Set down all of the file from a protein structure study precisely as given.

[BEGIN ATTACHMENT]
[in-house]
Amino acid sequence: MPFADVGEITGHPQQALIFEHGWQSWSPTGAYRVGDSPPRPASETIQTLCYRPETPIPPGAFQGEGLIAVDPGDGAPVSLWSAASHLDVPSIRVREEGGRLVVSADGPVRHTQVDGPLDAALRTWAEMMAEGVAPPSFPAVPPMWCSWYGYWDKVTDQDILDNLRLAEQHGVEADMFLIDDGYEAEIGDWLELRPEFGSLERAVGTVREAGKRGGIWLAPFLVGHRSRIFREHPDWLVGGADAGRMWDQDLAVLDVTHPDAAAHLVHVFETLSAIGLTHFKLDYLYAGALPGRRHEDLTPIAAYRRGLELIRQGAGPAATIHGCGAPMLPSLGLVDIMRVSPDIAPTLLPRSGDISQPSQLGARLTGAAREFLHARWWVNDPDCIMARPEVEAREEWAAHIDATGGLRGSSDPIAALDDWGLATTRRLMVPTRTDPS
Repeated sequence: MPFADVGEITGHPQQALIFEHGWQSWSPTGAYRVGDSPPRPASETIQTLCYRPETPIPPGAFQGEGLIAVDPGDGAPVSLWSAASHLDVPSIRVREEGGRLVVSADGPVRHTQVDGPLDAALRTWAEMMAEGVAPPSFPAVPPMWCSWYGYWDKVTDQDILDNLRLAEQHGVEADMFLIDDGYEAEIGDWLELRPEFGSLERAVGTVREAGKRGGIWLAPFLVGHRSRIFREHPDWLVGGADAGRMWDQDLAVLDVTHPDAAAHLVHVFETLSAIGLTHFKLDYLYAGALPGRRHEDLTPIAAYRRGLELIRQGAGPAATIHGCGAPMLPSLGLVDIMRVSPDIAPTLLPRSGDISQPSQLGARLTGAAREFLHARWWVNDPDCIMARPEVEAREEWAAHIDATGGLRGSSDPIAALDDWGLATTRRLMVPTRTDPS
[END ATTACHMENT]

[in-house]
Amino acid sequence: MPFADVGEITGHPQQALIFEHGWQSWSPTGAYRVGDSPPRPASETIQTLCYRPETPIPPGAFQGEGLIAVDPGDGAPVSLWSAASHLDVPSIRVREEGGRLVVSADGPVRHTQVDGPLDAALRTWAEMMAEGVAPPSFPAVPPMWCSWYGYWDKVTDQDILDNLRLAEQHGVEADMFLIDDGYEAEIGDWLELRPEFGSLERAVGTVREAGKRGGIWLAPFLVGHRSRIFREHPDWLVGGADAGRMWDQDLAVLDVTHPDAAAHLVHVFETLSAIGLTHFKLDYLYAGALPGRRHEDLTPIAAYRRGLELIRQGAGPAATIHGCGAPMLPSLGLVDIMRVSPDIAPTLLPRSGDISQPSQLGARLTGAAREFLHARWWVNDPDCIMARPEVEAREEWAAHIDATGGLRGSSDPIAALDDWGLATTRRLMVPTRTDPS
Repeated sequence: MPFADVGEITGHPQQALIFEHGWQSWSPTGAYRVGDSPPRPASETIQTLCYRPETPIPPGAFQGEGLIAVDPGDGAPVSLWSAASHLDVPSIRVREEGGRLVVSADGPVRHTQVDGPLDAALRTWAEMMAEGVAPPSFPAVPPMWCSWYGYWDKVTDQDILDNLRLAEQHGVEADMFLIDDGYEAEIGDWLELRPEFGSLERAVGTVREAGKRGGIWLAPFLVGHRSRIFREHPDWLVGGADAGRMWDQDLAVLDVTHPDAAAHLVHVFETLSAIGLTHFKLDYLYAGALPGRRHEDLTPIAAYRRGLELIRQGAGPAATIHGCGAPMLPSLGLVDIMRVSPDIAPTLLPRSGDISQPSQLGARLTGAAREFLHARWWVNDPDCIMARPEVEAREEWAAHIDATGGLRGSSDPIAALDDWGLATTRRLMVPTRTDPS